Your financial security, and your family’s if you have one, is surely one of your greatest concerns. Here are some tips to safeguard what you have and make your economic future a bit less uncertain.
Safeguard your financial future with just $200
An important part of building high net worth is protecting what you have and avoiding disaster and many times there are a number of things you can do that are not expensive.
Here are some ways to safeguard your financial future for $200 or less.
1. Get renters or homeowners insurance
You can protect nearly all of your belongings from theft, fire, and many other misfortunes by paying a monthly insurance premium that is often less than $200. If you rent, protecting your belongings is even cheaper: renters insurance is available for less than $20 a month.
2. Contribute to a retirement account
With a Roth IRA, you can contribute up to $5,500 each year and invest in almost anything. Since money contributed to a Roth IRA is taxed upfront, all future withdrawals are tax-free. A $200 monthly contribution over several decades could result in $1 million or more when you retire.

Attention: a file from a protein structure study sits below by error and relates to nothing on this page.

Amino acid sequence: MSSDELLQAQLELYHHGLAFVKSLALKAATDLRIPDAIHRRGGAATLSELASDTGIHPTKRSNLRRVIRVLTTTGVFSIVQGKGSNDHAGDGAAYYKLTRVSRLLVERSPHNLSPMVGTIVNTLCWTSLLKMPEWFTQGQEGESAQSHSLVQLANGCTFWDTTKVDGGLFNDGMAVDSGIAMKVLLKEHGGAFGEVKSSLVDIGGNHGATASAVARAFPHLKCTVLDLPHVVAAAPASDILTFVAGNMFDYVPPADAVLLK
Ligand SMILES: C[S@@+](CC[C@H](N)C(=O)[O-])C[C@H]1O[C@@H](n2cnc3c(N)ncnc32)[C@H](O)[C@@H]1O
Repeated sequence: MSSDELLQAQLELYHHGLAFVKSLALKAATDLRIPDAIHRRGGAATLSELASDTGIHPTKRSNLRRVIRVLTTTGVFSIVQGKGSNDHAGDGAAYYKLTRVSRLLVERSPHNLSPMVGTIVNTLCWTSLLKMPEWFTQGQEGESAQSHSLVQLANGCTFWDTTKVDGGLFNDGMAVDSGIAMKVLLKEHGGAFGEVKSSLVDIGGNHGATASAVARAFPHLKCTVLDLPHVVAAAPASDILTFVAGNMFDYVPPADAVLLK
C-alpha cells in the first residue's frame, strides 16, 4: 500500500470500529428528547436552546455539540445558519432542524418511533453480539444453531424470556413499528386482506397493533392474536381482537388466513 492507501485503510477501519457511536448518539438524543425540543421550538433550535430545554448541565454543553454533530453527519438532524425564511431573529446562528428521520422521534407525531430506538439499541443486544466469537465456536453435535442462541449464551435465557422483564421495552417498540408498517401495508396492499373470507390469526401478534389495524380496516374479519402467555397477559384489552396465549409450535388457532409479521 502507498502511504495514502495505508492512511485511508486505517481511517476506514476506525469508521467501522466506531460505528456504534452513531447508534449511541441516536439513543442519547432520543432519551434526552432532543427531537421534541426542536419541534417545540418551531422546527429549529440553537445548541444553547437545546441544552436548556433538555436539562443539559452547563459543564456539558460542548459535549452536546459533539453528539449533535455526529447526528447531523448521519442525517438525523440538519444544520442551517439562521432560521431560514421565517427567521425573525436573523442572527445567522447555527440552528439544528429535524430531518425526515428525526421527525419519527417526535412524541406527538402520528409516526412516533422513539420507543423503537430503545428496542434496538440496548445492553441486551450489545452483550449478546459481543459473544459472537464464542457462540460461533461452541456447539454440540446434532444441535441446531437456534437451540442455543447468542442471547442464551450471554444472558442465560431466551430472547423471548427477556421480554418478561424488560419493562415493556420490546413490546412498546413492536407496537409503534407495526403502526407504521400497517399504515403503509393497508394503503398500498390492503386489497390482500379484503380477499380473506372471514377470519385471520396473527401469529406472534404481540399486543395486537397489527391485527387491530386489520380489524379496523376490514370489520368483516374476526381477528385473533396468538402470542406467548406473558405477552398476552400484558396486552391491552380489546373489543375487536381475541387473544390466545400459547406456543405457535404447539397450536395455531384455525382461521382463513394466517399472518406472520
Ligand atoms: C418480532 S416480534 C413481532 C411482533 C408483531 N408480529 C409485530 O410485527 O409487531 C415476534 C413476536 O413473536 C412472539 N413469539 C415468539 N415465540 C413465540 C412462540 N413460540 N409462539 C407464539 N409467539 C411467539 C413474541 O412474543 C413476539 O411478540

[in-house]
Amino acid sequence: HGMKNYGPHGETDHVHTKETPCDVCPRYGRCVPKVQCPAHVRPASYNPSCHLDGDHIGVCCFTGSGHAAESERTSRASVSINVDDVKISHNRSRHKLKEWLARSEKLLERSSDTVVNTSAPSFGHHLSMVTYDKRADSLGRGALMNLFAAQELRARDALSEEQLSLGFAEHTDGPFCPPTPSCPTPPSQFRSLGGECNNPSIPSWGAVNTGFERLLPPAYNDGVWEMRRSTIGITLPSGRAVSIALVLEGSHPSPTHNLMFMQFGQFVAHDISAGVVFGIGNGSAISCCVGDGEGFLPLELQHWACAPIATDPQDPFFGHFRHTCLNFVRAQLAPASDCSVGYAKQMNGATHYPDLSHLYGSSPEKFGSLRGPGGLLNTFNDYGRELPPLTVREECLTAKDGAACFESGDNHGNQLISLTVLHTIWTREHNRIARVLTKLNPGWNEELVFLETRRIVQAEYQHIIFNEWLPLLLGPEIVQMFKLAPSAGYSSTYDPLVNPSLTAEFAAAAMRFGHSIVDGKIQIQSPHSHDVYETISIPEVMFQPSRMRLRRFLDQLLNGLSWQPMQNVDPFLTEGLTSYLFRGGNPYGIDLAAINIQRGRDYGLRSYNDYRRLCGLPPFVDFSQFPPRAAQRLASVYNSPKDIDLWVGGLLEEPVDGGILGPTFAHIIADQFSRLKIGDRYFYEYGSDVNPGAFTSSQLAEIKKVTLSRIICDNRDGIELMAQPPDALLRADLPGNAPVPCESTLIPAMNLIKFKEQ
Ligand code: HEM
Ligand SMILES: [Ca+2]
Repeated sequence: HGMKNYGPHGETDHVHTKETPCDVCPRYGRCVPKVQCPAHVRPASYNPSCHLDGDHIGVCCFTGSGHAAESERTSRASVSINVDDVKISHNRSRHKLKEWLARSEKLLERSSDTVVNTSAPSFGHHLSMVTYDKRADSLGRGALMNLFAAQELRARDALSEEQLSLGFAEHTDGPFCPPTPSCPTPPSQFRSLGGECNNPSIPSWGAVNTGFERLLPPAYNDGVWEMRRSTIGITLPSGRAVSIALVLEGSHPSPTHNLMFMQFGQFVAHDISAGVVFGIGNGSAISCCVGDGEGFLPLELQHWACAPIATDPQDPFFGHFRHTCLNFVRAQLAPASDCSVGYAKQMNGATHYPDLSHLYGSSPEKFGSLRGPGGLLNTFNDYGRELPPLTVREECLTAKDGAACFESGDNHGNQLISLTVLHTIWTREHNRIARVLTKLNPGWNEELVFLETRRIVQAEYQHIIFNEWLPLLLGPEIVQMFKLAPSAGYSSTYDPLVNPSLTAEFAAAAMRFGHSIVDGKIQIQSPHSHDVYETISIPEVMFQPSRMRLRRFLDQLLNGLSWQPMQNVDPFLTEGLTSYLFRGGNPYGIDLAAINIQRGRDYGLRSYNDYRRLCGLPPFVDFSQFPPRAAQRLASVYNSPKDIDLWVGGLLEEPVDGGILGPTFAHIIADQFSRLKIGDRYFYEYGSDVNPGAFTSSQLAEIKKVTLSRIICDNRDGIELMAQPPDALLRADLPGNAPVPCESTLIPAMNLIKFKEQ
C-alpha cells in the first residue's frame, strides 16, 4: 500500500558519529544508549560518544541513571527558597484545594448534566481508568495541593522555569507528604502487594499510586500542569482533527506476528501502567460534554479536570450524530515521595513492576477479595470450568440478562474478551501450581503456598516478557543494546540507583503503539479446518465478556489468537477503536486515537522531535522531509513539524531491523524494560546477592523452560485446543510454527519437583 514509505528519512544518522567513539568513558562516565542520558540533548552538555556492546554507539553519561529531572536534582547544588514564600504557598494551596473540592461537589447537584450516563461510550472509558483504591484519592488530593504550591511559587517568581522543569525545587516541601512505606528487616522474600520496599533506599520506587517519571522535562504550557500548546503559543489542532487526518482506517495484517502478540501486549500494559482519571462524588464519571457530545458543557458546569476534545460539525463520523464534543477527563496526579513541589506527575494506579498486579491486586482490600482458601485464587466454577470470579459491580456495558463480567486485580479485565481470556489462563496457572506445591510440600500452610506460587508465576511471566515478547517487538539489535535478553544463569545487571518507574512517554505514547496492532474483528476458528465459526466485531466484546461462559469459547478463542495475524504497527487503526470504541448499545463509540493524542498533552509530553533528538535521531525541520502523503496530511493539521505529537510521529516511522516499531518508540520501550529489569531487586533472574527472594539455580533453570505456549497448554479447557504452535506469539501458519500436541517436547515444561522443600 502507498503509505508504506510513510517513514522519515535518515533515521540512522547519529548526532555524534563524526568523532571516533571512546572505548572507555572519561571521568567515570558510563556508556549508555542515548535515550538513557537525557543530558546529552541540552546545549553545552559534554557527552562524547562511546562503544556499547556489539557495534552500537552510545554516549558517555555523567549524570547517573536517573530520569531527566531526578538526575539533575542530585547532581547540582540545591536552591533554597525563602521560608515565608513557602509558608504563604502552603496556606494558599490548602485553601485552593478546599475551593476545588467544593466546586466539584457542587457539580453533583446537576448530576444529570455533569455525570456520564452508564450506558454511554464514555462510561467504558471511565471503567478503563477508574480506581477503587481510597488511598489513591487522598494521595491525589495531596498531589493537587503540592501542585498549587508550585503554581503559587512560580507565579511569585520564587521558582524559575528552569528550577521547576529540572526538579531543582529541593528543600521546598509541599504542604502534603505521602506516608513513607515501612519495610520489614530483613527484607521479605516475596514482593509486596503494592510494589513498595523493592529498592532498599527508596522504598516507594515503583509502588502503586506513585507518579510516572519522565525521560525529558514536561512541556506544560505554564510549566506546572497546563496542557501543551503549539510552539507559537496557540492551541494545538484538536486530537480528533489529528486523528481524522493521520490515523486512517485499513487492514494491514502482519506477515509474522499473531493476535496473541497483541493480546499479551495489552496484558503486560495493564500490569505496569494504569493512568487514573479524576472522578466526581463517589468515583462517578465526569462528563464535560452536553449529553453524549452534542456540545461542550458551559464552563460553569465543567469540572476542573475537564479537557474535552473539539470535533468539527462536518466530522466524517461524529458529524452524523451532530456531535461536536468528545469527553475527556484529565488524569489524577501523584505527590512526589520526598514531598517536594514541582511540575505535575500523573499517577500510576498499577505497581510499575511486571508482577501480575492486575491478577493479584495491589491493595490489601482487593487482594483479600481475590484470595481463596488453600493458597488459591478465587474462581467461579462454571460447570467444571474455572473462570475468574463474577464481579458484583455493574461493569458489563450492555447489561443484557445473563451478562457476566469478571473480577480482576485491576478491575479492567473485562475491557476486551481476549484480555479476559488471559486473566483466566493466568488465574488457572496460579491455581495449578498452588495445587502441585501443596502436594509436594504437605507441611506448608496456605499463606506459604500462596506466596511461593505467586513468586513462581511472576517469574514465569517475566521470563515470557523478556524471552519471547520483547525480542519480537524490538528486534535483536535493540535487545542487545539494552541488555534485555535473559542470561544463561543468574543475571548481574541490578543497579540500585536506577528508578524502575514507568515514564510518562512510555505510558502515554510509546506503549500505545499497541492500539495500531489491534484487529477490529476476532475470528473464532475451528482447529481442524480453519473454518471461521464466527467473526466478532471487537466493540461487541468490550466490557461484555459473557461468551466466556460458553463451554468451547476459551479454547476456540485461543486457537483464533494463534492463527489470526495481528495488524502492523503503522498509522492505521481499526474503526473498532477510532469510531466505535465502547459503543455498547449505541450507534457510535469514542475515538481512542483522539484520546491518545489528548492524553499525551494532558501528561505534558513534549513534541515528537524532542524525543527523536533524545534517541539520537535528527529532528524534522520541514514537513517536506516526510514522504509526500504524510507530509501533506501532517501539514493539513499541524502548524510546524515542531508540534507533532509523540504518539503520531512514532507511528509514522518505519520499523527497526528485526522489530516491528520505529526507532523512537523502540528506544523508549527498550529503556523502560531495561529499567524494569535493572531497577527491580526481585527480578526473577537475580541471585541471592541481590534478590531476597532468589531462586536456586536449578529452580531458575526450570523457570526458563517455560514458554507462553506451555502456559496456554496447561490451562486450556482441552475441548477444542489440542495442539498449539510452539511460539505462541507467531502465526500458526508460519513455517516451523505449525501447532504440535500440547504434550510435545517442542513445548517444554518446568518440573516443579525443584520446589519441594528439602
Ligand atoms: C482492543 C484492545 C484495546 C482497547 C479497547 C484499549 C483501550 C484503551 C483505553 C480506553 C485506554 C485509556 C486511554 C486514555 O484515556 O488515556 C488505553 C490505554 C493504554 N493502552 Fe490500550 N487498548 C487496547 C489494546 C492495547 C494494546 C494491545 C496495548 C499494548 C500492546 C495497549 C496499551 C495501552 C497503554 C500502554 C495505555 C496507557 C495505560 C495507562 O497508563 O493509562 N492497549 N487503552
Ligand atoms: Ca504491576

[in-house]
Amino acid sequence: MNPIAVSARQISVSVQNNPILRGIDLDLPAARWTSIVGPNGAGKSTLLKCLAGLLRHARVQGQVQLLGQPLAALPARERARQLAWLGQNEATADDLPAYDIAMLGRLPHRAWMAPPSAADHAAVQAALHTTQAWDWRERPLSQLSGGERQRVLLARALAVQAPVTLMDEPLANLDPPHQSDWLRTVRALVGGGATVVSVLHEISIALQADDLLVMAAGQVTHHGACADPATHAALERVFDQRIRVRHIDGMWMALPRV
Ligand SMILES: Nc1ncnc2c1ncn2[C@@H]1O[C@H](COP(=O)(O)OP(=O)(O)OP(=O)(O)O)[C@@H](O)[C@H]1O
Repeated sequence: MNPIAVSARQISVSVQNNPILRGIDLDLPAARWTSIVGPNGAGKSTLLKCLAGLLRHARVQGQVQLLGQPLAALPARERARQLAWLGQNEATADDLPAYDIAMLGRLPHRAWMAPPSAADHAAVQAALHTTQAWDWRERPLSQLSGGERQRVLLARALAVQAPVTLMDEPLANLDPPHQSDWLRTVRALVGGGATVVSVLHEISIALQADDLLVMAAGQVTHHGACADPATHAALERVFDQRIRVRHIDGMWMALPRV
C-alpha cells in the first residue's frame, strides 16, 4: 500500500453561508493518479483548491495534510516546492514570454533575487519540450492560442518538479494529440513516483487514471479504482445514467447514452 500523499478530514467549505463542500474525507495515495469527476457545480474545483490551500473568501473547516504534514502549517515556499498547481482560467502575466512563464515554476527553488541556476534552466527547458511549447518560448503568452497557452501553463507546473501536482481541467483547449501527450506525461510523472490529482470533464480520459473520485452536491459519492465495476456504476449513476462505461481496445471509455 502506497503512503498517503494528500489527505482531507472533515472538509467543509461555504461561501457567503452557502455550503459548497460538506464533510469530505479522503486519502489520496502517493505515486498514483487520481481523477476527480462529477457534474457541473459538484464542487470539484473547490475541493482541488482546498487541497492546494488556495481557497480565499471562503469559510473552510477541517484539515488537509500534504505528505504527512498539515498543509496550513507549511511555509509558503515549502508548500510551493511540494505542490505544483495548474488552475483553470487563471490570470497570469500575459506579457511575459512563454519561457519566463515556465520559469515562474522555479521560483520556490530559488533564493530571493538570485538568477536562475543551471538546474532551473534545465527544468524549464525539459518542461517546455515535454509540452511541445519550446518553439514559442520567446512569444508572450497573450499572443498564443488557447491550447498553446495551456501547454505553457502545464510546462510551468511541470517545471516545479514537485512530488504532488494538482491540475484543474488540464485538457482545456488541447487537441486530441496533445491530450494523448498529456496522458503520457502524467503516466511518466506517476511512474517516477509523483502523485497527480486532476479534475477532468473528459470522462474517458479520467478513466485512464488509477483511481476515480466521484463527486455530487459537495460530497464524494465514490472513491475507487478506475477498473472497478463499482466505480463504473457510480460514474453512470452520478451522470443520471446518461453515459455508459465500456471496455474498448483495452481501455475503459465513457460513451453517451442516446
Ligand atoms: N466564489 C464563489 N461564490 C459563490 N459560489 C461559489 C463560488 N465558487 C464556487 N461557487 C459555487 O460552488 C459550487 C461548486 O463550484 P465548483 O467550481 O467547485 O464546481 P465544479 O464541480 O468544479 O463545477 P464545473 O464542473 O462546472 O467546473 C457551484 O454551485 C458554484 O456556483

You may also choose to contribute to a 401(k) plan if your employer offers it. Investing $200 per month, or 6 percent of your income, and having your employer match half that would come to $3,600 annually.
3. Get a life insurance
Life insurance will replace the lost income if your spouse passes away (or you do), and it's not very expensive to have a policy. In most cases, you can get a very good life insurance policy for under $200 per month. Inquire about life insurance in order to protect your family; it may be a lot cheaper than you think.
4. Ask for financial advice
There are fee-only advisers who would charge $200 for an hour or so, which is the time it would take to get some basic financial advice and determine if you are on the right track.
Protect your finances in an uncertain economy